|SPORTS TRIBUNE||Saturday, April 6, 2002, Chandigarh, India|
needed in awards
sports and health
needed in awards
At a special ceremony in Vigyan Bhawan in Delhi recently the Sports Ministry handed out cash awards worth Rs 1.99 crores to some 211 sportspersons and coaches for outstanding performances on the international scene last year. The recipients included members of the gold medal winning Junior Hockey World Cup team.
Congratulations are in order to both the government which has been so generous with the cash and also to those who earned their money by bringing honour to a country which is desperately short on heroes and heroines.
At the end of it all one was left wondering at the lack of uniformity while weighing the performance and the cash distributed. A government which is generous should not be faulted particularly when it concerns cash incentives to sportspersons. But generosity too must be duly tempered and even handed. There were far too many examples of unequal handouts during the ceremony. Obviously not much thought and planning had gone into determining the cash to be handed over to the sportspersons. Obviously too not many of the people who decided the amount to be distributed were fully conversant with degree of importance of the various disciplines.
One is happy that Mangte Ch Merykom, the young class X student from Manipur was given as much as Rs 9,00,000 for her silver medal winning performance in the first World Women’s Boxing Championships held in Scanton (USA) last year. It was a lot of money for a fledgeling sport which is still to pick up even in India. Women’s boxing is a comparatively new discipline all over world even if it has gained in importance through the achievements of the daughter of the famous Mohammad Ali ( Cassius Clay). But that has been in the professional circuit and an event which is still to be accepted as a major sporting event even by the American public.
By giving such a vast amount to the young silver medallist the government has invested the sport with a degree of importance. Because of the returns from the government the sport may encourage more and more even to don gloves. All for the good. But while giving such a status to women’s boxing, the government has tended to downplay performances in more accepted disciplines. Yasin Merchant, the snooker wizard rightly lamented on the mere Rs 50,000 he received for winning the Asian snooker championship in Pakistan last year. From the time Wilson Jones won the World Billiards title and Michael Ferreira followed his example India has been virtually flooded with champion material in both billiards and snooker. In fact it has become a national game of sorts.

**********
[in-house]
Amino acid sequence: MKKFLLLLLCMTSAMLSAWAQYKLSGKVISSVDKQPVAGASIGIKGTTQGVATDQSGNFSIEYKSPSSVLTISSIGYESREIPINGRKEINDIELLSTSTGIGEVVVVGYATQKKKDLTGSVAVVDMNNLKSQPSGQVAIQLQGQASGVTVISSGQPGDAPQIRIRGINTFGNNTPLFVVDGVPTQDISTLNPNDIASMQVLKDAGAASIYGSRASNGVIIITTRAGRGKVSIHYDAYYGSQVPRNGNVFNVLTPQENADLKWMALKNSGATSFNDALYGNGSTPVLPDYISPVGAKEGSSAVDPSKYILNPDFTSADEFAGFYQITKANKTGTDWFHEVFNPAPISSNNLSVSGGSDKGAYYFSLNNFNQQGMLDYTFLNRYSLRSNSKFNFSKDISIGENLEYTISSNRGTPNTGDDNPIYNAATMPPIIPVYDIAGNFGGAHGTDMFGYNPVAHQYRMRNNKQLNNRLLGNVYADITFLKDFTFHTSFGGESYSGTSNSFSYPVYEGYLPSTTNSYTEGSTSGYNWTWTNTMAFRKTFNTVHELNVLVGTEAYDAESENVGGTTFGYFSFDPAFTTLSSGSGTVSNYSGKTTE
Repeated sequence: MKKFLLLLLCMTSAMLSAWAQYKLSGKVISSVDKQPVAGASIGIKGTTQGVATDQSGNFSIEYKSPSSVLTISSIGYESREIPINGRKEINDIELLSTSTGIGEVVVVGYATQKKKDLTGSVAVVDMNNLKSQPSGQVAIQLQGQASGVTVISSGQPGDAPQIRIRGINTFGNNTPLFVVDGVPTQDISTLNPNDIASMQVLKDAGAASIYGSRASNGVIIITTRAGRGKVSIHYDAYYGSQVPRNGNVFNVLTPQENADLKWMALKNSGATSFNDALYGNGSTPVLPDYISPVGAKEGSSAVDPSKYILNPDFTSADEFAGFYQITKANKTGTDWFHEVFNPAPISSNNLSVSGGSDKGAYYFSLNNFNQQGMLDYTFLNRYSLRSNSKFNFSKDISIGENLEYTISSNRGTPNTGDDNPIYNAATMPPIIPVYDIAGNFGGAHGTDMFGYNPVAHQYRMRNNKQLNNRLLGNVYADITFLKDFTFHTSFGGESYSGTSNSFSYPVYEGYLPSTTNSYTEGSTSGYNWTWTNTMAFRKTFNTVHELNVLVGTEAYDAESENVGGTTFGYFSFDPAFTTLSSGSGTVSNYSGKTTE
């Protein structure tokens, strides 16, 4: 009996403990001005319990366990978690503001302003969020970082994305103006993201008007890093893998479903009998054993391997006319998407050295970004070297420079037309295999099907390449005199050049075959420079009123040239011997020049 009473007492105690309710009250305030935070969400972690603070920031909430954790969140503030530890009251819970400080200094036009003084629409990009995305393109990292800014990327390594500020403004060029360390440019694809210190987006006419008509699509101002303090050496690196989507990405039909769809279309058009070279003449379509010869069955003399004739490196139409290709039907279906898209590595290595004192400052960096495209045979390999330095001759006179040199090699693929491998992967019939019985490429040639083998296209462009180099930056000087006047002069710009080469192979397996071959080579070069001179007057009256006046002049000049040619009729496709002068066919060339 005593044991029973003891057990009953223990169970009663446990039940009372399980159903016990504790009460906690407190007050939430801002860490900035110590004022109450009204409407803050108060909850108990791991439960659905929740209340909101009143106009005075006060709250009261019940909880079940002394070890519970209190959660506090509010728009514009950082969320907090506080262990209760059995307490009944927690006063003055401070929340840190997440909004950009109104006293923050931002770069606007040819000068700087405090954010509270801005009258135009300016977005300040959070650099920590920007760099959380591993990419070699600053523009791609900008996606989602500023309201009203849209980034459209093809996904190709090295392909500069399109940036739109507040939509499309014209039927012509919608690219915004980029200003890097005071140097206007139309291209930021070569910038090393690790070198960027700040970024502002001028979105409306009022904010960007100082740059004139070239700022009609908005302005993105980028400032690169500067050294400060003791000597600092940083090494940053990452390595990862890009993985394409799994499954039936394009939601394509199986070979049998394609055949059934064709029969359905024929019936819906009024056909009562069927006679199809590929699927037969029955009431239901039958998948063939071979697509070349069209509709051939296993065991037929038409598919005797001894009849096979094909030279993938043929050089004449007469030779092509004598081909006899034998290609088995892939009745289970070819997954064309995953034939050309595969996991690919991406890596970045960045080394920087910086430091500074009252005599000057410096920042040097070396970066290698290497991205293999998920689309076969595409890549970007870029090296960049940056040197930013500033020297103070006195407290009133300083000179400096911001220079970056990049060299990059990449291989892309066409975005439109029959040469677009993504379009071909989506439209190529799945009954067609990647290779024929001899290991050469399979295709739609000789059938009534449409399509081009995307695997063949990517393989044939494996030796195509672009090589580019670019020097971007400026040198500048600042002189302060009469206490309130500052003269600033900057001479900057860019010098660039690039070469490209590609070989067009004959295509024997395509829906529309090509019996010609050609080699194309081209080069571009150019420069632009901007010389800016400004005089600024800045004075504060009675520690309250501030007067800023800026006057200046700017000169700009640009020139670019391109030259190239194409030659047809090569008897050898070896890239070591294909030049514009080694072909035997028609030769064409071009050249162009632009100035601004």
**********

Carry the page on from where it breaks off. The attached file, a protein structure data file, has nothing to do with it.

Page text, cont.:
Yet at this function it mattered less than a sport like women’s boxing. What was more intriguing was the inconsistency in the cast amount. Merchant was given Rs. 1,00,000 for winning the same tournament in 1989 and Rs 75,000 for being runner up in 1991. Either the tournament in Pakistan has been devalued by the government or the game itself has become less important. Or maybe Yasin Merchant himself has been devalued. And what about Geet Sethi. He won the IBSF World Billiard Championship in New Zealand but he took home only Rs 2,00,000.
After taking over as Sports Minister Uma Bharti had announced enhancement in cash incentives at various levels. Obviously she meant well and wanted to encourage sportspersons at every level but somewhere down the line she had been wrongly advised.
Giving cash incentives is all very good
but there has to be a yardstick, a proper assessment of standards of the
various games at various levels before striking a balance. Women’s
boxing and billiards and snooker should not be weighed on the same
scale. There is no comparison. The same goes for coaches too. While on
the subject of importance given to fledgeling sport one remembers the
time when a woman won the world arm-wrestling championship on more than
one occasions. By the present yardstick she should have been rewarded
with a minimum amount of Rs 20 lakhs.
sports and health
Yoga has been practised in India from ancient times. The Vedas, Upanishads and other religious texts provide evidences of its wide practice in ancient India.